Australia’s Tourism Focus Needs a Shift From China: Study

Australia should strive to attract travelers from its more traditional markets to offset the increasing decline in tourists from China, the country’s economists argue.

According to a new study by Charles Darwin University (CDU) and Griffith University, word of mouth and repeat visits are important drivers of international tourism in Australia. The study recommends that the Australian tourism industry re-engage with traditional tourism markets, such as Japan, Indonesia or India.

Tourism is Australia’s largest services export, and previously in 2018 China contributed 15.5 per cent to Australia’s international visitors, overtaking New Zealand (15 per cent) as the top tourist source.

That was an increase of about 15 percent per year, from 353,000 a decade ago to about 1.44 million in 2019.

However, the study found that tourism is an industry very open to political and environmental conditions, and the authors note that as Australia-China relations began to deteriorate in 2018, there was a corresponding decline in visitors came to Australia from China.

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“Even before the COVID-19 pandemic, the growth rate fell drastically and almost stagnated,” said Maneka Jayasinghe, lecturer in economics at the CDU’s Asia Pacific College of Business and Law. “It will get worse because of the political and economic tensions between Australia and China.”

“To that end, it might be worth exploring ways to re-establish links with some of the traditional tourism markets, such as Japan, which was a major tourism market in the early 1990s but gradually declined thereafter,” the newspaper said.

“In addition, countries with a fast-growing middle class like India could have high growth potential as reliable tourism markets.”

The study comes at a time when relations between Australia and China have deteriorated and show little sign of improvement.

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In the final move, Australian Prime Minister Anthony Albanese said if Beijing is serious about repairing current ties, it must end trade bans on Australian goods, imposed after former Foreign Secretary Morrison called for an investigation into the origins of COVID-19 .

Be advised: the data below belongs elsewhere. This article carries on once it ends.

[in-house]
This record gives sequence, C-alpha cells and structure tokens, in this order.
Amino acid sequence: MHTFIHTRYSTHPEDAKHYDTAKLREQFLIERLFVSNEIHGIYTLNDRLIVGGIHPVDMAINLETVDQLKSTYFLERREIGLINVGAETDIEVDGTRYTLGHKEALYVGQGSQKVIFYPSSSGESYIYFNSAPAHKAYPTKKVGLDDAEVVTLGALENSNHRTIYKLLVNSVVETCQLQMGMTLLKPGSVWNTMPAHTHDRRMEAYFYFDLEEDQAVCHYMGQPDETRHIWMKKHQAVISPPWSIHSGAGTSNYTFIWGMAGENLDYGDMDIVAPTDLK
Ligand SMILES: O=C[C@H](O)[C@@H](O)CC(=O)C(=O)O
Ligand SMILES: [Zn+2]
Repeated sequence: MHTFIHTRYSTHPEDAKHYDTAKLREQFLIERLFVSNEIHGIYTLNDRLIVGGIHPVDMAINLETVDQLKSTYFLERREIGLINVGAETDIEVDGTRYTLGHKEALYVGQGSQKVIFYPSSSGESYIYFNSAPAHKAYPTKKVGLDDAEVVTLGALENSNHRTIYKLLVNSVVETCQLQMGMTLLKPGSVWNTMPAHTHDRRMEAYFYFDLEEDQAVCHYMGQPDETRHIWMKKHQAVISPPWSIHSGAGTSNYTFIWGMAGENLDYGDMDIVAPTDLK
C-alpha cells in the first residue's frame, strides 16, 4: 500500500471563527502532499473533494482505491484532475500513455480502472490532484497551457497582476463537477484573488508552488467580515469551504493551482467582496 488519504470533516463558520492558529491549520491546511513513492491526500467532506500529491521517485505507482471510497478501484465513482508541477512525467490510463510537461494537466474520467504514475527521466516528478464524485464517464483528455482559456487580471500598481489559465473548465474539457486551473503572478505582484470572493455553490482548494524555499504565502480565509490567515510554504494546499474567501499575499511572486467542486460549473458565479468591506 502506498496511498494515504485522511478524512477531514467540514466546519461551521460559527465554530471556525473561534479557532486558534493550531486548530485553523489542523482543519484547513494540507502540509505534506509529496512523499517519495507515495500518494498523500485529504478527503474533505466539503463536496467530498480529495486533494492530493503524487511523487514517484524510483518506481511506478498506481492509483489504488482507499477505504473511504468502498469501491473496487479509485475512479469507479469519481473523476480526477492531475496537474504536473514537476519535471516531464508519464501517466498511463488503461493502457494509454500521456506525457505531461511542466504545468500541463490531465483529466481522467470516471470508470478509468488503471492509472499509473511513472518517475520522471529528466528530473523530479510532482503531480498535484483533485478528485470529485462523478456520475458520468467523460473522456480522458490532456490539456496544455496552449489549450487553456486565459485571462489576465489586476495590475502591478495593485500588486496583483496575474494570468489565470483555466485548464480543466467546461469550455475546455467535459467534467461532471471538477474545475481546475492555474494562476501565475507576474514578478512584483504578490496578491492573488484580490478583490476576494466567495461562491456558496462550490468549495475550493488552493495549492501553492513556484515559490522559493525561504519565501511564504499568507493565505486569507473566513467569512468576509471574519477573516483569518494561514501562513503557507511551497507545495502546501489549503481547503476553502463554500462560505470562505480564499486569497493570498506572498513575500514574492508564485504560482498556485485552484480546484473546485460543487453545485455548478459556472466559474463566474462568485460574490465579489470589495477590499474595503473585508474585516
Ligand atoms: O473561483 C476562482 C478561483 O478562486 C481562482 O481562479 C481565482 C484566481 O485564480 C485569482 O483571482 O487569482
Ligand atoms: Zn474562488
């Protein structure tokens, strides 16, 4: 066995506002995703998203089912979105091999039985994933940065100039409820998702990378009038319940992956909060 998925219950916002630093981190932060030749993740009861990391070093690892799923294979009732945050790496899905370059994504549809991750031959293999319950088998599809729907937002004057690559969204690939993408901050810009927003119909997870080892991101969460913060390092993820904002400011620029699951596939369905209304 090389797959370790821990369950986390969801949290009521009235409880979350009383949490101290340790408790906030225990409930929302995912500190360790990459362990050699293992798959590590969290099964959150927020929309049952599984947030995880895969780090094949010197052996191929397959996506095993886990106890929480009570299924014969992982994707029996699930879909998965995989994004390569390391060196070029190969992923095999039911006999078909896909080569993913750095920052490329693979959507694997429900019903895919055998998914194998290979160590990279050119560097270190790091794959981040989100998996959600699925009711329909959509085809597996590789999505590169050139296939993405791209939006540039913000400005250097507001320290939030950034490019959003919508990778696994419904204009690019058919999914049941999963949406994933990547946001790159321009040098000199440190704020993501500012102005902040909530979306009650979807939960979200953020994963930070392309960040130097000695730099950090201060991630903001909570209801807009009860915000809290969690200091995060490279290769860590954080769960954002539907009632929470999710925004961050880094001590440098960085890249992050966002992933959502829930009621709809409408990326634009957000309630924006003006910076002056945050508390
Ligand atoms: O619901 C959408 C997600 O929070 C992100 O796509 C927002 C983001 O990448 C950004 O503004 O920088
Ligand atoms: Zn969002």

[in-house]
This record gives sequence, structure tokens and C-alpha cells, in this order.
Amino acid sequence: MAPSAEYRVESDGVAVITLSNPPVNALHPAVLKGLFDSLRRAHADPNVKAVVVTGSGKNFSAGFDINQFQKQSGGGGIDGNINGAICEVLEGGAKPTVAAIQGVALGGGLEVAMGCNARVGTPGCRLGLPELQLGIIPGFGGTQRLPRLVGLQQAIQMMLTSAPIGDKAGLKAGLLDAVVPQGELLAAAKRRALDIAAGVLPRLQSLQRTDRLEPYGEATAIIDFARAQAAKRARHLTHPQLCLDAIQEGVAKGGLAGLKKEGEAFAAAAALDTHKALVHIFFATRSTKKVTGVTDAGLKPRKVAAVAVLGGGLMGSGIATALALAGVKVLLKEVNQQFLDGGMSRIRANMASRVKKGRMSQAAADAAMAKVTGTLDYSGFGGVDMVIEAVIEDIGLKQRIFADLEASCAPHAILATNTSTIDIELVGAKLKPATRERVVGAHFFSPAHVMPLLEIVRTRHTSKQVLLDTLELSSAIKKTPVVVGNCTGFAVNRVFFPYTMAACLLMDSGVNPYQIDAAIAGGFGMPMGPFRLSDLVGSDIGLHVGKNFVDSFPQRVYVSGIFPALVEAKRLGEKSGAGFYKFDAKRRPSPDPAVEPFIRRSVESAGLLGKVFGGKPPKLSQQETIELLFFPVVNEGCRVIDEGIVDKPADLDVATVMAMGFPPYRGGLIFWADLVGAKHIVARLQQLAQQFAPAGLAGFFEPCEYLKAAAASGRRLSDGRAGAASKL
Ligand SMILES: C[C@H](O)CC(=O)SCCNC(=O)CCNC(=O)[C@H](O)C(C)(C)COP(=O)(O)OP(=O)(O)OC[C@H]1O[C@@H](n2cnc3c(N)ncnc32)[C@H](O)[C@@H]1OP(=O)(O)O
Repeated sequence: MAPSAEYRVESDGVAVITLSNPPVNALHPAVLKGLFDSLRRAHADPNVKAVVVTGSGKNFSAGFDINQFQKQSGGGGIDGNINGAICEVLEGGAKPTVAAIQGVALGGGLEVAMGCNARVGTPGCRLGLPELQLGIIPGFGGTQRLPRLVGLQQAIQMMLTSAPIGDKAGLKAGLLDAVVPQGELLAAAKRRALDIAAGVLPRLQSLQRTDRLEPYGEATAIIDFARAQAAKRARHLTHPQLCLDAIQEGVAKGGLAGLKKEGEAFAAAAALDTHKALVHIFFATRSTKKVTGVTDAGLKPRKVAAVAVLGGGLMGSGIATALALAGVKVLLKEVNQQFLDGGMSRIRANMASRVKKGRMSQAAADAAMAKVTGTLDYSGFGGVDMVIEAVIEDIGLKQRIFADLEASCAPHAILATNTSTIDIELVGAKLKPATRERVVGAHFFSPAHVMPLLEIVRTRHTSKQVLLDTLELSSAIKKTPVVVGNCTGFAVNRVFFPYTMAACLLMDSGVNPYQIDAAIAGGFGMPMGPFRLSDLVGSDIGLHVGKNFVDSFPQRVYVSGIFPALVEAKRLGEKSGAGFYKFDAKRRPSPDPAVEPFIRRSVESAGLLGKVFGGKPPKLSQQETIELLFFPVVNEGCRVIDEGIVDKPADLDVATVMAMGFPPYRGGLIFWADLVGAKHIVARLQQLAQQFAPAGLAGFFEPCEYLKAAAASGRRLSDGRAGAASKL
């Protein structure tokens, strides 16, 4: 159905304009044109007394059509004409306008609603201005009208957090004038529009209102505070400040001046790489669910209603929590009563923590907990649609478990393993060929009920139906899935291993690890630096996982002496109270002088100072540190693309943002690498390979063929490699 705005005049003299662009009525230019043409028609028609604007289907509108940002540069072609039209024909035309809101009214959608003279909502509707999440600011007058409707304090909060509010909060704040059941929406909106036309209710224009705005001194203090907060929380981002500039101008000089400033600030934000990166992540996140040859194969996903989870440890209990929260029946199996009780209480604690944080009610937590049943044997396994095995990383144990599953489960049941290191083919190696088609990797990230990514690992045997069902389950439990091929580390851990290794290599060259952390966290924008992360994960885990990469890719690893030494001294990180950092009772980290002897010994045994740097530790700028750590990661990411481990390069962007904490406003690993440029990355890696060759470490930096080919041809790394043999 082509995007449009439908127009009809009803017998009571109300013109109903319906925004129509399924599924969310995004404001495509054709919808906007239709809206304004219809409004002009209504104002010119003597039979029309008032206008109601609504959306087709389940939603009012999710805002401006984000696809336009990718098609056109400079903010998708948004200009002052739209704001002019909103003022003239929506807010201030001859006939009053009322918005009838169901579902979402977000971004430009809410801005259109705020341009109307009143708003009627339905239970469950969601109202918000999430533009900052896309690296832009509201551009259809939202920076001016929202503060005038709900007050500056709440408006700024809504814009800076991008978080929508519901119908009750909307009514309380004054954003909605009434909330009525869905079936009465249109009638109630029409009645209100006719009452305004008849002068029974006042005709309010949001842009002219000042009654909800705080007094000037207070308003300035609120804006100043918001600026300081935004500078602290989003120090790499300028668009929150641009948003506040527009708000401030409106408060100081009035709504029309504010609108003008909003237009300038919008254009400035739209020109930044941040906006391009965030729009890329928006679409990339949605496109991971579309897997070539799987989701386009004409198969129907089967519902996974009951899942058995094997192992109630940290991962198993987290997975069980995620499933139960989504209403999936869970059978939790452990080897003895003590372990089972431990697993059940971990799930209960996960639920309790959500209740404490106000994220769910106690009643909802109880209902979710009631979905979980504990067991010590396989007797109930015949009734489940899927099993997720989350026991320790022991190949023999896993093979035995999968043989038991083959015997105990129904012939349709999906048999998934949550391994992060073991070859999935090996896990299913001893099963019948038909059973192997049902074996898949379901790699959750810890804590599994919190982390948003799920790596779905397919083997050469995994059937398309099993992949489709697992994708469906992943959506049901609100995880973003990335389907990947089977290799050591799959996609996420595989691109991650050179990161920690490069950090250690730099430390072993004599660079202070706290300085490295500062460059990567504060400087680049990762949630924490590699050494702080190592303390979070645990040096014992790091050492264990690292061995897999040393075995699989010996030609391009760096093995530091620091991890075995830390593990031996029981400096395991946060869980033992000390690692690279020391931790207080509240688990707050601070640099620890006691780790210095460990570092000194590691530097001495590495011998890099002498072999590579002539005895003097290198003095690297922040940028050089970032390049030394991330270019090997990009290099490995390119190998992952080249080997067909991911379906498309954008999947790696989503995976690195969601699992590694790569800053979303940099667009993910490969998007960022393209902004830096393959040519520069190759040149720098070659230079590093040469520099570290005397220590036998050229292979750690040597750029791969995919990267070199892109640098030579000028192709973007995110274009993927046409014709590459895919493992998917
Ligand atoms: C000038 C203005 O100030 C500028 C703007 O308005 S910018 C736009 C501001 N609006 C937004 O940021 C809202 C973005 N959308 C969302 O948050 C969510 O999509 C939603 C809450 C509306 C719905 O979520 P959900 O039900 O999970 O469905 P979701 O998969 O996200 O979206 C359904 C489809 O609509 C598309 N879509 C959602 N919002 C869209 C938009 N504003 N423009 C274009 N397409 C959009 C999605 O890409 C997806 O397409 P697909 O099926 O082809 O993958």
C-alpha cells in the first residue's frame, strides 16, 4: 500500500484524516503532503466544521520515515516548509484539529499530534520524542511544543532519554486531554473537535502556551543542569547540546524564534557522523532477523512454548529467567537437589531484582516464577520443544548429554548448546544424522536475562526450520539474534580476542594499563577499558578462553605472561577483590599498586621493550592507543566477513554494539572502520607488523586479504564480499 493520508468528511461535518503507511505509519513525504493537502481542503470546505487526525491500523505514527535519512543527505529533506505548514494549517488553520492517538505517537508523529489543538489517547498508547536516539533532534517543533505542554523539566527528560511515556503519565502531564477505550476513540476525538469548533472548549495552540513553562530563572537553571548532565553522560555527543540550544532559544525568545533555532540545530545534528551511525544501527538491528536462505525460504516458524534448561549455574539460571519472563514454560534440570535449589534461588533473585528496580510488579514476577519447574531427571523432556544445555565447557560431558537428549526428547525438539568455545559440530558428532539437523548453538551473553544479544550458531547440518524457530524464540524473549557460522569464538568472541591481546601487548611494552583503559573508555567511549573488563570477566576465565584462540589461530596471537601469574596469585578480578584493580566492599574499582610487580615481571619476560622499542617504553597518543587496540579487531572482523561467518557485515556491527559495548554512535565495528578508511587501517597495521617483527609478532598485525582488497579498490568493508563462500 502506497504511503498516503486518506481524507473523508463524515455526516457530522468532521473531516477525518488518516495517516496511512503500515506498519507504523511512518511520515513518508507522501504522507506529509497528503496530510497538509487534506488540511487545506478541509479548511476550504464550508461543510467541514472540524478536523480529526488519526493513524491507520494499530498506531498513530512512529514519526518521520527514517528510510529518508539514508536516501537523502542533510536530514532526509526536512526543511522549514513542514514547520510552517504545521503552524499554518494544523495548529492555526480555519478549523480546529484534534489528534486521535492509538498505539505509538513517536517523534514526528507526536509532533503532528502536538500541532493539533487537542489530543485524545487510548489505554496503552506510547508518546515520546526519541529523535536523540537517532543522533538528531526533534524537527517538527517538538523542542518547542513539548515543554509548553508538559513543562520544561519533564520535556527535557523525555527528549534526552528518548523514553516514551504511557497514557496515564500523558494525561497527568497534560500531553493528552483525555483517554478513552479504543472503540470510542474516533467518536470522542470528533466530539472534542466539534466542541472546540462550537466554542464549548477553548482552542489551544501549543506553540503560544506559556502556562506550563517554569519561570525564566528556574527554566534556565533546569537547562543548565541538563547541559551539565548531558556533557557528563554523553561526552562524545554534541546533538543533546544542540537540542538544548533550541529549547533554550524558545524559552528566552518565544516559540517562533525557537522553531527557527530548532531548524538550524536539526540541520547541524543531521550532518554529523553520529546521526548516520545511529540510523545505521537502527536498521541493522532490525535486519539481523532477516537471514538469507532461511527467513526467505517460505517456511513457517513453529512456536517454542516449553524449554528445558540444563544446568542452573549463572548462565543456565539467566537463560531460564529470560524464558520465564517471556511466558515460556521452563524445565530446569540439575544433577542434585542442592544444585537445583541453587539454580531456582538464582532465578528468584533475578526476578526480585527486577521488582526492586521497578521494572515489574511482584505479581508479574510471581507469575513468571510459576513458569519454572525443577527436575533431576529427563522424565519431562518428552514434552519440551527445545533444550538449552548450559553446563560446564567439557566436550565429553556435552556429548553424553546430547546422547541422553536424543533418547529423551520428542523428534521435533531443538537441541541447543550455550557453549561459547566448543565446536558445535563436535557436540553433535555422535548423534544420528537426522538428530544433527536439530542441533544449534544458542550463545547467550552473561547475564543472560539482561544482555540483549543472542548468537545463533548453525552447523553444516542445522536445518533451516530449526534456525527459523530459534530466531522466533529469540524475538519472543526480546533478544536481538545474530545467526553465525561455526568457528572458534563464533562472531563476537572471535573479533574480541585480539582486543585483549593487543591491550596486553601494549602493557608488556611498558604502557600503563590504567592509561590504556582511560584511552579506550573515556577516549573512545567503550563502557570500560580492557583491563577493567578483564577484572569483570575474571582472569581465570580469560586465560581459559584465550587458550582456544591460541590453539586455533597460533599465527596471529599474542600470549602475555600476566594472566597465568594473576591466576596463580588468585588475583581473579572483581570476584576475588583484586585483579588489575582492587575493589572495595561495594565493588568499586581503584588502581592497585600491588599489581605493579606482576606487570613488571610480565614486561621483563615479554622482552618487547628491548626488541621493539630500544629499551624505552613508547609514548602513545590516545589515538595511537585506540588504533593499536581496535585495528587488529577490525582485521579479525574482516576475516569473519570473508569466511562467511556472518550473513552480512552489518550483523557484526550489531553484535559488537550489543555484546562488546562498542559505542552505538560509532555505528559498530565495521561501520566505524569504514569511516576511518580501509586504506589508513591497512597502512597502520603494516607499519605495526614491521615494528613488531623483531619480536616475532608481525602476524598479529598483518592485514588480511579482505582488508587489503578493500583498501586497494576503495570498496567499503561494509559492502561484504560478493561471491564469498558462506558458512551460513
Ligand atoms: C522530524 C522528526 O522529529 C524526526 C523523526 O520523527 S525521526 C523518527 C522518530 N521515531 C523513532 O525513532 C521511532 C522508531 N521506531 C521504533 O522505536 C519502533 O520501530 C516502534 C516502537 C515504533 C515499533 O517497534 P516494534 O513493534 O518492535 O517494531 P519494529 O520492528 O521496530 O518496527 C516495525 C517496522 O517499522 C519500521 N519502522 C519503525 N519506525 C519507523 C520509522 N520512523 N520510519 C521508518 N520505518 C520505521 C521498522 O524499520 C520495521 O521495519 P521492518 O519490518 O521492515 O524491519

Epoch Times photo
Prime Minister Anthony Albanese speaks at the Jobs and Skills Summit at Parliament House on September 1, 2022 in Canberra, Australia. (Martin Ollman/Getty Images)

At present, Beijing still has sanctions on beef, coal, wheat, barley, seafood, lamb, honey and timber imports.

Returned tourists and Chinese migrants in Australia could bring hope to the industry

After looking at the top 20 origin countries over the past 20 years, the study also found that repeat tourism has been a key factor behind the growth of the Tousim industry, with each 1% visitor growth for any origin country yielding an additional 0.3% of growth in the following year.

“This indicates that tourists are having good experiences and are visiting Australia again or sharing their positive perception of Australia with other potential visitors,” Jayasinghe said.

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Epoch Times photo
Tourists gather to watch the colors of the sunset at Uluru, also known as Ayers Rock, in Uluru-Kata Tjuta National Park in Australia’s Northern Territory on October 26, 2019. (Saeed Khan/AFP via Getty Images)

Another key factor that could bring about change, according to the study, is the Chinese migrants living in Australia.

Despite the slowdown in tourist growth from Chinese markets, Chinese migrants residing in Australia should be enough of a lure to sustain tourism numbers, said lead author Prof Saroja Selvanathan of Griffith University’s Griffith Asia Institute.

“This study finds that despite deteriorating China-Australia political relations, the stock of Chinese migrants in Australia would continue to help increase the number of Chinese tourists in Australia,” Selvanathan said.

“One of the study’s recommendations to increase the shortage of Chinese tourist arrivals in Australia is that the Australian tourism industry target the growing middle-income classes in other emerging markets such as India and Indonesia.”

Epoch Times Sydney staff

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